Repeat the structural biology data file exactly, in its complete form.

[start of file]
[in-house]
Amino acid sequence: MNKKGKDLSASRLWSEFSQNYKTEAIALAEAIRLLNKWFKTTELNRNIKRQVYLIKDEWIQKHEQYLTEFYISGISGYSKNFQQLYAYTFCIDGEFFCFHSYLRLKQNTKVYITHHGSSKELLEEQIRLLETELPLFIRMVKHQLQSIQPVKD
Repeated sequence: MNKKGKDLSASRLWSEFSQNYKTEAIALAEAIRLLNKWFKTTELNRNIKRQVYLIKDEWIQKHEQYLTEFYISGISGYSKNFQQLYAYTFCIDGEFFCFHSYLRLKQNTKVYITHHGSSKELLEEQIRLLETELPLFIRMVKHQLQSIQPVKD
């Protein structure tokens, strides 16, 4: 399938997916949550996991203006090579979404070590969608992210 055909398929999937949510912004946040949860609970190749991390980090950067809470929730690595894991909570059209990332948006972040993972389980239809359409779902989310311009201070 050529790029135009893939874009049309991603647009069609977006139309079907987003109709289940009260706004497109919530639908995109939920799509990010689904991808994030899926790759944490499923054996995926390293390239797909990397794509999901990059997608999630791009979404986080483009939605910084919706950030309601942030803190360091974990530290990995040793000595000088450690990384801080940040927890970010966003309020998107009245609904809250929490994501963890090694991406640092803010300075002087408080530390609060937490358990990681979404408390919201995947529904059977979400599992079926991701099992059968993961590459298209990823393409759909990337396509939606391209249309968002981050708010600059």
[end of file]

[in-house]
Amino acid sequence: MNKKGKDLSASRLWSEFSQNYKTEAIALAEAIRLLNKWFKTTELNRNIKRQVYLIKDEWIQKHEQYLTEFYISGISGYSKNFQQLYAYTFCIDGEFFCFHSYLRLKQNTKVYITHHGSSKELLEEQIRLLETELPLFIRMVKHQLQSIQPVKD
Repeated sequence: MNKKGKDLSASRLWSEFSQNYKTEAIALAEAIRLLNKWFKTTELNRNIKRQVYLIKDEWIQKHEQYLTEFYISGISGYSKNFQQLYAYTFCIDGEFFCFHSYLRLKQNTKVYITHHGSSKELLEEQIRLLETELPLFIRMVKHQLQSIQPVKD
């Protein structure tokens, strides 16, 4: 399938997916949550996991203006090579979404070590969608992210 055909398929999937949510912004946040949860609970190749991390980090950067809470929730690595894991909570059209990332948006972040993972389980239809359409779902989310311009201070 050529790029135009893939874009049309991603647009069609977006139309079907987003109709289940009260706004497109919530639908995109939920799509990010689904991808994030899926790759944490499923054996995926390293390239797909990397794509999901990059997608999630791009979404986080483009939605910084919706950030309601942030803190360091974990530290990995040793000595000088450690990384801080940040927890970010966003309020998107009245609904809250929490994501963890090694991406640092803010300075002087408080530390609060937490358990990681979404408390919201995947529904059977979400599992079926991701099992059968993961590459298209990823393409759909990337396509939606391209249309968002981050708010600059």